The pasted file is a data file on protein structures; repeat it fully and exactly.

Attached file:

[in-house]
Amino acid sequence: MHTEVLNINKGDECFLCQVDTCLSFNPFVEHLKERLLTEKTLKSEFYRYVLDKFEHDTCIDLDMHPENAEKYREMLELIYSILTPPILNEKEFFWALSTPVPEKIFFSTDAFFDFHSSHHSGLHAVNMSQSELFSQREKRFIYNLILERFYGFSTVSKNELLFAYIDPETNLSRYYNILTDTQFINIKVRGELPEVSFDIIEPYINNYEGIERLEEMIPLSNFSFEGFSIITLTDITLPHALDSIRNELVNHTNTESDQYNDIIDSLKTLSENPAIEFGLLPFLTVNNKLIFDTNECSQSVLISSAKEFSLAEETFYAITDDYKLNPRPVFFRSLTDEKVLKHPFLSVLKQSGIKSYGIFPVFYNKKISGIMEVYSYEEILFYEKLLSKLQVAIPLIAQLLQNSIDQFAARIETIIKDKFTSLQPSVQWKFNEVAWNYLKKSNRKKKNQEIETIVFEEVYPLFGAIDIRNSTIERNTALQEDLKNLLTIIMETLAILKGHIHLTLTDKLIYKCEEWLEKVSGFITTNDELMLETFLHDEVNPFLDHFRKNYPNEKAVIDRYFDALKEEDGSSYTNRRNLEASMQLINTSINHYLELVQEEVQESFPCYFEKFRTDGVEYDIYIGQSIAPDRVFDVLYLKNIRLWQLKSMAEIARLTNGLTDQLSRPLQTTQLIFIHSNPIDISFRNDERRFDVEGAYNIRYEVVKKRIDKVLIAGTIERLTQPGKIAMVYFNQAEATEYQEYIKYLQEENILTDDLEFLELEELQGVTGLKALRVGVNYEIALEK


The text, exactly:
[in-house]
Amino acid sequence: MHTEVLNINKGDECFLCQVDTCLSFNPFVEHLKERLLTEKTLKSEFYRYVLDKFEHDTCIDLDMHPENAEKYREMLELIYSILTPPILNEKEFFWALSTPVPEKIFFSTDAFFDFHSSHHSGLHAVNMSQSELFSQREKRFIYNLILERFYGFSTVSKNELLFAYIDPETNLSRYYNILTDTQFINIKVRGELPEVSFDIIEPYINNYEGIERLEEMIPLSNFSFEGFSIITLTDITLPHALDSIRNELVNHTNTESDQYNDIIDSLKTLSENPAIEFGLLPFLTVNNKLIFDTNECSQSVLISSAKEFSLAEETFYAITDDYKLNPRPVFFRSLTDEKVLKHPFLSVLKQSGIKSYGIFPVFYNKKISGIMEVYSYEEILFYEKLLSKLQVAIPLIAQLLQNSIDQFAARIETIIKDKFTSLQPSVQWKFNEVAWNYLKKSNRKKKNQEIETIVFEEVYPLFGAIDIRNSTIERNTALQEDLKNLLTIIMETLAILKGHIHLTLTDKLIYKCEEWLEKVSGFITTNDELMLETFLHDEVNPFLDHFRKNYPNEKAVIDRYFDALKEEDGSSYTNRRNLEASMQLINTSINHYLELVQEEVQESFPCYFEKFRTDGVEYDIYIGQSIAPDRVFDVLYLKNIRLWQLKSMAEIARLTNGLTDQLSRPLQTTQLIFIHSNPIDISFRNDERRFDVEGAYNIRYEVVKKRIDKVLIAGTIERLTQPGKIAMVYFNQAEATEYQEYIKYLQEENILTDDLEFLELEELQGVTGLKALRVGVNYEIALEK